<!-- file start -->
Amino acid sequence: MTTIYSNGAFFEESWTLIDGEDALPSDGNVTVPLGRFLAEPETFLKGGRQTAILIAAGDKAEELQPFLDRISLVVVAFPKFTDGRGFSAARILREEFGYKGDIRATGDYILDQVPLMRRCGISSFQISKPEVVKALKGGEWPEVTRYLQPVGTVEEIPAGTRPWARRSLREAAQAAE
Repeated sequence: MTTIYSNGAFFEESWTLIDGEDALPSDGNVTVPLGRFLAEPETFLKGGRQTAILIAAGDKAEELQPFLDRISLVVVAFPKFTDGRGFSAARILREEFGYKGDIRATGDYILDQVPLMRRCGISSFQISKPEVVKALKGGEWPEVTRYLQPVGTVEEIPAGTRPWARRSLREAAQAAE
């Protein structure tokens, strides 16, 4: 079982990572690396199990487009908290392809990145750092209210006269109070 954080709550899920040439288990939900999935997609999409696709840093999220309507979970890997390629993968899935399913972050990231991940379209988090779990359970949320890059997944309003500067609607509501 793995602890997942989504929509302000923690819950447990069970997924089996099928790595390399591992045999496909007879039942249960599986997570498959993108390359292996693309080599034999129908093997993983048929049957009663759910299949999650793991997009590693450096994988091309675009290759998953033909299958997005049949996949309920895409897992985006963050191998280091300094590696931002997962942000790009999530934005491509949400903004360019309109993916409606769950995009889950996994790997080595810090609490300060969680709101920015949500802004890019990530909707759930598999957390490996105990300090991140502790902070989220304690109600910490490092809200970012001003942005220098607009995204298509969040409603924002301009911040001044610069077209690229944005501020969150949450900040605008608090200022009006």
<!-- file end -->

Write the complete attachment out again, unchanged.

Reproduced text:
Amino acid sequence: MTTIYSNGAFFEESWTLIDGEDALPSDGNVTVPLGRFLAEPETFLKGGRQTAILIAAGDKAEELQPFLDRISLVVVAFPKFTDGRGFSAARILREEFGYKGDIRATGDYILDQVPLMRRCGISSFQISKPEVVKALKGGEWPEVTRYLQPVGTVEEIPAGTRPWARRSLREAAQAAE
Repeated sequence: MTTIYSNGAFFEESWTLIDGEDALPSDGNVTVPLGRFLAEPETFLKGGRQTAILIAAGDKAEELQPFLDRISLVVVAFPKFTDGRGFSAARILREEFGYKGDIRATGDYILDQVPLMRRCGISSFQISKPEVVKALKGGEWPEVTRYLQPVGTVEEIPAGTRPWARRSLREAAQAAE
């Protein structure tokens, strides 16, 4: 079982990572690396199990487009908290392809990145750092209210006269109070 954080709550899920040439288990939900999935997609999409696709840093999220309507979970890997390629993968899935399913972050990231991940379209988090779990359970949320890059997944309003500067609607509501 793995602890997942989504929509302000923690819950447990069970997924089996099928790595390399591992045999496909007879039942249960599986997570498959993108390359292996693309080599034999129908093997993983048929049957009663759910299949999650793991997009590693450096994988091309675009290759998953033909299958997005049949996949309920895409897992985006963050191998280091300094590696931002997962942000790009999530934005491509949400903004360019309109993916409606769950995009889950996994790997080595810090609490300060969680709101920015949500802004890019990530909707759930598999957390490996105990300090991140502790902070989220304690109600910490490092809200970012001003942005220098607009995204298509969040409603924002301009911040001044610069077209690229944005501020969150949450900040605008608090200022009006």